A Nebraskan judge has allowed a lawsuit to move forward in a tragic case of a long-ago stolen child and covert adoption. The stolen child has since reunited with his birth mother.
The birth mother has now filed a $3 million lawsuit against the Catholic Archdiocese of Omaha and a Jesuit institution in Wisconsin for colluding together to steal a child from an unwed mother and give him to another couple to adopt almost 50 years ago.
Both organizations claim the allegations are untrue -- but, more importantly, they felt that the claim should be dismissed because its statute of limitations has long passed. Statutes of limitations aim to bar legal actions after so many years have passed -- but can sometimes be extended by the courts.
During the time that the mother and her baby boy were separated, there were operations in place all over the country that essentially pressured young, unwed mothers into giving up their babies for adoption to childless couples. Many of these groups profited nicely from these so-called "baby scoops."
Her pregnancy put her family in chaos -- even though she and the father wanted to marry. The parish priest counseled against it and arranged for her to stay with a couple in another state while pregnant, so that no one in her neighborhood would know about the pregnancy. They handed her a document to sign, saying it was an agreement to work as the couple's housekeeper, and she signed it without questioning it or reading it.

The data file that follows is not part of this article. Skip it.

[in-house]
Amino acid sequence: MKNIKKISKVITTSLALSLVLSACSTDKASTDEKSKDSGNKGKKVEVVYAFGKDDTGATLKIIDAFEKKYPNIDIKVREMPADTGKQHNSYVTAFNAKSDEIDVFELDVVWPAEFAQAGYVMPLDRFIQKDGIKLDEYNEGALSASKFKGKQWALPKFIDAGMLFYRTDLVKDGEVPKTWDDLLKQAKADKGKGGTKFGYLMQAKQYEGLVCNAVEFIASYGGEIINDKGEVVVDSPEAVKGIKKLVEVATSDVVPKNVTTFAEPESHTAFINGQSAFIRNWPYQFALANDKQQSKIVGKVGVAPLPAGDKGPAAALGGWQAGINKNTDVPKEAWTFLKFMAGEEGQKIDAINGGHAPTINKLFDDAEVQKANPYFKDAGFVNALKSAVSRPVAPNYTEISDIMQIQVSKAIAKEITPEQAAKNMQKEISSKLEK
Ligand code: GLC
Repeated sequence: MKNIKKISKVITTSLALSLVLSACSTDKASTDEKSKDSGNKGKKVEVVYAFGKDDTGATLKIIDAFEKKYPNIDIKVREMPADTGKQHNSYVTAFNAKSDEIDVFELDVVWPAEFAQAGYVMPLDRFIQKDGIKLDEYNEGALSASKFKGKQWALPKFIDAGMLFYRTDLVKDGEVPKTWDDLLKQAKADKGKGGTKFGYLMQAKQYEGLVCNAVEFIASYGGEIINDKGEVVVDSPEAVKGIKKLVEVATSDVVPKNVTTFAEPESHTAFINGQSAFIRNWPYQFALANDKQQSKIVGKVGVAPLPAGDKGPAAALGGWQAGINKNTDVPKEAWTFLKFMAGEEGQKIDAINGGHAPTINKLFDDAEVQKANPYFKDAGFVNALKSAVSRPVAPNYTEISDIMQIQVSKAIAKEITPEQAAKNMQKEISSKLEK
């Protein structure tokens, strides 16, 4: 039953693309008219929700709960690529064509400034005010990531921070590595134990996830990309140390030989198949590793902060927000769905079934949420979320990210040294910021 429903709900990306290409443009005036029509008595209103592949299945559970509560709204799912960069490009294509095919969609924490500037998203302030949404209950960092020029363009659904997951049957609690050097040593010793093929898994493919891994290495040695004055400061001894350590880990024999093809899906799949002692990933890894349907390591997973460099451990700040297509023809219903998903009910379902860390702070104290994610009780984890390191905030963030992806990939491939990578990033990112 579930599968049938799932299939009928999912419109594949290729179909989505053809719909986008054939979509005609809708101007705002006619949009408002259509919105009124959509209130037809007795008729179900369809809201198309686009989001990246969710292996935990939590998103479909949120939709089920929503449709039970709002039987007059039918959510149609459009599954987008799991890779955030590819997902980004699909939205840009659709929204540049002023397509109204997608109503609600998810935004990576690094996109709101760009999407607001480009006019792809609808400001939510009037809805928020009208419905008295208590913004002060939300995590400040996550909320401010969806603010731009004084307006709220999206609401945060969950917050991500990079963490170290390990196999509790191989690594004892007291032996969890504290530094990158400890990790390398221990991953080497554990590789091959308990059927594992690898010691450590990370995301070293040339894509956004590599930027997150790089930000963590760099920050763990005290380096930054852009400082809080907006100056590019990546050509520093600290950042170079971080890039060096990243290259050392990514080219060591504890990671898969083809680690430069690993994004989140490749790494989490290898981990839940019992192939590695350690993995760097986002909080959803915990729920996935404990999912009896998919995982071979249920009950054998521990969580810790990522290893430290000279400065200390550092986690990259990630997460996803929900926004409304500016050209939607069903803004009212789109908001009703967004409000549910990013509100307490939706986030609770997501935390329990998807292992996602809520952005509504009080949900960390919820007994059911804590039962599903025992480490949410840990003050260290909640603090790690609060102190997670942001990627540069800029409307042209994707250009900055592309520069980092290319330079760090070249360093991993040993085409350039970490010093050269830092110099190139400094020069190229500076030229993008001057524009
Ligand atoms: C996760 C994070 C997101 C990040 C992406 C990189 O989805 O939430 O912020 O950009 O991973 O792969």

Most likely, it was actually an adoption consent form. When she later found out that her baby was to be adopted away, she was heartbroken and sought help from her priest -- who basically ordered her to go through with the adoption if she wanted to erase her sin.
Even so, the young woman planned to raise her son -- until the moment the priest came to her bedside at the hospital and announced that he was taking the baby. Physically unable to stop him from leaving, she sobbed while a nurses informed her that her son and the priest were gone.
Cases like this are uncommon today, but adoptions can still be difficult and traumatic for birth parents if they're pressured into the act. If you need help protecting your parental rights, an attorney can provide you with information on your options.
Source: Omaha World-Herald, "Judge's Decision keeps alive former Omahan's lawsuit involving adoption from nearly 5 decades ago," Michael O'Conner, July 01, 2017